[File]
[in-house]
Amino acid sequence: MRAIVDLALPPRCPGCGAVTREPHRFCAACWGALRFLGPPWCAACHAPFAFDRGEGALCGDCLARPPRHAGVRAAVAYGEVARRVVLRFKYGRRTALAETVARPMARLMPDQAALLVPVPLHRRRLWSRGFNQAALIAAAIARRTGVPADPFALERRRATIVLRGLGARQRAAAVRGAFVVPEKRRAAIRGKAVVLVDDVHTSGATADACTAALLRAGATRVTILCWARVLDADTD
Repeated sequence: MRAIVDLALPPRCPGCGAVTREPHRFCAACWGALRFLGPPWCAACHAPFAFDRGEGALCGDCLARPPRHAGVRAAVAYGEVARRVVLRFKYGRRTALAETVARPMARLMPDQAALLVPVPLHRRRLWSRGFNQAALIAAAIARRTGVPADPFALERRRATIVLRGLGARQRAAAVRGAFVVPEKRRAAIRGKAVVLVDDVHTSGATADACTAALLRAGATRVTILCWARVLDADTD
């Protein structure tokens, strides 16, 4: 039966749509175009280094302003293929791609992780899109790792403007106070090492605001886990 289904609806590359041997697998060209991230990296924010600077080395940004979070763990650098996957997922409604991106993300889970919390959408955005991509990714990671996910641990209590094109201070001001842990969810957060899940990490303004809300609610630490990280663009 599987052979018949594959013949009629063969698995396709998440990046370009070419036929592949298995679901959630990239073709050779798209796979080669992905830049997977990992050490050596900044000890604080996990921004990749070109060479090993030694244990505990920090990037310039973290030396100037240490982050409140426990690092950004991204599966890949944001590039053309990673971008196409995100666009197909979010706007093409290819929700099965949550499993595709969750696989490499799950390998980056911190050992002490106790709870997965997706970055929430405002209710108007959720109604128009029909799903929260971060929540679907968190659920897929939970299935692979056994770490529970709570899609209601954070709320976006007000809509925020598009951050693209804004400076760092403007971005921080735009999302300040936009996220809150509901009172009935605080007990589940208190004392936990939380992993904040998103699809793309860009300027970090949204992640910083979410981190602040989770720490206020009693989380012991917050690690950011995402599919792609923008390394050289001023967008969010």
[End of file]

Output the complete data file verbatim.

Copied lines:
[in-house]
Amino acid sequence: MRAIVDLALPPRCPGCGAVTREPHRFCAACWGALRFLGPPWCAACHAPFAFDRGEGALCGDCLARPPRHAGVRAAVAYGEVARRVVLRFKYGRRTALAETVARPMARLMPDQAALLVPVPLHRRRLWSRGFNQAALIAAAIARRTGVPADPFALERRRATIVLRGLGARQRAAAVRGAFVVPEKRRAAIRGKAVVLVDDVHTSGATADACTAALLRAGATRVTILCWARVLDADTD
Repeated sequence: MRAIVDLALPPRCPGCGAVTREPHRFCAACWGALRFLGPPWCAACHAPFAFDRGEGALCGDCLARPPRHAGVRAAVAYGEVARRVVLRFKYGRRTALAETVARPMARLMPDQAALLVPVPLHRRRLWSRGFNQAALIAAAIARRTGVPADPFALERRRATIVLRGLGARQRAAAVRGAFVVPEKRRAAIRGKAVVLVDDVHTSGATADACTAALLRAGATRVTILCWARVLDADTD
């Protein structure tokens, strides 16, 4: 039966749509175009280094302003293929791609992780899109790792403007106070090492605001886990 289904609806590359041997697998060209991230990296924010600077080395940004979070763990650098996957997922409604991106993300889970919390959408955005991509990714990671996910641990209590094109201070001001842990969810957060899940990490303004809300609610630490990280663009 599987052979018949594959013949009629063969698995396709998440990046370009070419036929592949298995679901959630990239073709050779798209796979080669992905830049997977990992050490050596900044000890604080996990921004990749070109060479090993030694244990505990920090990037310039973290030396100037240490982050409140426990690092950004991204599966890949944001590039053309990673971008196409995100666009197909979010706007093409290819929700099965949550499993595709969750696989490499799950390998980056911190050992002490106790709870997965997706970055929430405002209710108007959720109604128009029909799903929260971060929540679907968190659920897929939970299935692979056994770490529970709570899609209601954070709320976006007000809509925020598009951050693209804004400076760092403007971005921080735009999302300040936009996220809150509901009172009935605080007990589940208190004392936990939380992993904040998103699809793309860009300027970090949204992640910083979410981190602040989770720490206020009693989380012991917050690690950011995402599919792609923008390394050289001023967008969010």